Marital settlement agreements (MSAs) can be wonderfully helpful tools for some divorcing couples in reducing the amount of time, stress and acrimony that can sometimes be involved in litigating issues before a judge. The key to resolving your issues by agreement, though, is to be sure that you fully understand everything in your agreement and that the agreement is a fair resolution. To aid in those goals, as well as all the other ones related to your case, be sure you have reliable South Florida family law counsel on your side.
For an example of how a seemingly straightforward MSA can eventually lead to considerable litigation, there’s the recent case of H.W. and D.W. As a bit of background, H.W. and D.W. had been married for 17+ years when they divorced in 2008. That meant that, under Florida law, theirs was a “long-term” marriage, which could potentially impact certain divorce-related things like alimony.
The couple, however, resolved alimony (among other things) through an MSA. The spouses signed not only an MSA, but also an addendum to that agreement. The documents required the husband to make monthly alimony payments to the wife of 30% of his income or $2,000, which ever was more. The agreement also required him to keep paying until she died, remarried or entered into a cohabitative relationship.
That agreement worked for a time, but the couple eventually ended up back in court in 2017. The wife accused the husband of paying less than what the agreements required. As part of her presentation to the judge, the wife brought in what the law calls “parol” evidence. In any kind of contract dispute, including a case regarding an MSA, the law says that the judge must look only at what the contract document (and addendum documents) say. Only if the contract is unclear or potentially ambiguous can you bring in outside (or “parol”) evidence.
H.W. and D.W.’s judge ruled for the husband and kept out the wife’s evidence. The wife appealed and that higher court ruled for her. The appeals court concluded that there was a problem with the MSA. Specifically, the paragraph that defined “gross income” for purposes of calculating alimony could be interpreted two different ways. The agreement stated that the husband’s gross income included “periodic income” but did explain exactly what comprised periodic income. One interpretation would include the husband’s incentive pay and bonuses in his gross income, and one would exclude them.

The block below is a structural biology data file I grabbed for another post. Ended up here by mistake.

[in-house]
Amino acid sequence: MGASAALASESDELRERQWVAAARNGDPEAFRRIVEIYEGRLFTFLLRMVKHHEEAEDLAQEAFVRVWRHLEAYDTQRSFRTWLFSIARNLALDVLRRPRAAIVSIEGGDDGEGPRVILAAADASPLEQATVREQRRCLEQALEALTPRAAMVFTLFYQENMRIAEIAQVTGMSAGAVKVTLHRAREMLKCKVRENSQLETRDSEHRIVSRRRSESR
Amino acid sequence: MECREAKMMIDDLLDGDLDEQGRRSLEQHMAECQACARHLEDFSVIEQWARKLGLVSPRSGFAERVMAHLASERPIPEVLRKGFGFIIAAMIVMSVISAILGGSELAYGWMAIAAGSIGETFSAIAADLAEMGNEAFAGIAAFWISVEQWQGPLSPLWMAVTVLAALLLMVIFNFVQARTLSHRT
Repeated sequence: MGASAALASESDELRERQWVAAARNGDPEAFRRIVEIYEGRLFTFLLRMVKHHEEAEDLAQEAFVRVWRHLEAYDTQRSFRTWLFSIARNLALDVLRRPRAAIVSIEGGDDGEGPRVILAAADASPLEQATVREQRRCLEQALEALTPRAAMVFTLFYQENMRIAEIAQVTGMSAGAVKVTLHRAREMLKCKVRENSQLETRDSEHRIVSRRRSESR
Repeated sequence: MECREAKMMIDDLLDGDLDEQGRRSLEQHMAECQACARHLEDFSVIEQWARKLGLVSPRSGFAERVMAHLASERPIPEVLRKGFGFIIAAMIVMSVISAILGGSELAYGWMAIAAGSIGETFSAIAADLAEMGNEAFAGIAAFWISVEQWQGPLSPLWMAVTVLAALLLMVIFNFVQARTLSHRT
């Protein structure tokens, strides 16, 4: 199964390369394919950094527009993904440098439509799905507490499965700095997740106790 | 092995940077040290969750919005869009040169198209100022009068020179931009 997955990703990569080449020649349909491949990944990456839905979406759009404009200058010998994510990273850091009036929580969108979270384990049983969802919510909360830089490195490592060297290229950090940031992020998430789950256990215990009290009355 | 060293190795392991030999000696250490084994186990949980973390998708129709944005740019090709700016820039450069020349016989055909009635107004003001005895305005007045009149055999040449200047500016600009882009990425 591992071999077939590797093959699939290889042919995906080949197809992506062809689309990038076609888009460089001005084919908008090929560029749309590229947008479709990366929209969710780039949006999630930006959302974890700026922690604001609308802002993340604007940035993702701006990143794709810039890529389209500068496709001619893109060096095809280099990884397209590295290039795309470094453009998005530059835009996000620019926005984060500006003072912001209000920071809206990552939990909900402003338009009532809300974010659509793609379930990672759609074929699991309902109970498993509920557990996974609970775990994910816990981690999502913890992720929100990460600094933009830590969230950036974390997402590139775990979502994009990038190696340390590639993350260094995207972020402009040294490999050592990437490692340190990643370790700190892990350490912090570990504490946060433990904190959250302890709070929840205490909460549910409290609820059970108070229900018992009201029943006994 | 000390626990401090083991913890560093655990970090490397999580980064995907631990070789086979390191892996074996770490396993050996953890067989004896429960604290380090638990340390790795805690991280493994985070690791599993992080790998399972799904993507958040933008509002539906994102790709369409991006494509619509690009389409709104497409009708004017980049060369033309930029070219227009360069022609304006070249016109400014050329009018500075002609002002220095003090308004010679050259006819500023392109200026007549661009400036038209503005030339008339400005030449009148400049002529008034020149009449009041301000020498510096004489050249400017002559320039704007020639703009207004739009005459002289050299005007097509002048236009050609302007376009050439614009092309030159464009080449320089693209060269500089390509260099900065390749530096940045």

Both interpretations were reasonable, in the appeals court’s view. That made that paragraph of the MSA ambiguous and meant that the spouses were entitled to present parol evidence in their hearing. The wife should have been allowed to use the evidence that was excluded from the hearing, so she was entitled to a new hearing.
The best and most effective MSAs are the ones where both sides clearly understand exactly what it is to which they’re agreeing and are in full agreement that it is the best path forward. Sometimes, though, even the most diligently pursued of MSAs may end up in litigation. Whether you’re negotiating or litigating, the South Florida family law attorneys at Sandy T. Fox, P.A. are here to help, having served the family law needs of people in South Florida for many years. Contact our attorneys online or by calling (800) 596-0579 to schedule your confidential consultation.
More blog posts:
When a Spouse from a Long-Term Marriage Is (and Is Not) Entitled to Permanent Alimony in Florida, Fort Lauderdale Divorce Lawyer Blog, Jan. 17, 2019
Be Informed and Be Certain Before You Sign that Alimony Agreement in Your Florida Divorce, Fort Lauderdale Divorce Lawyer Blog, Jan. 9, 2019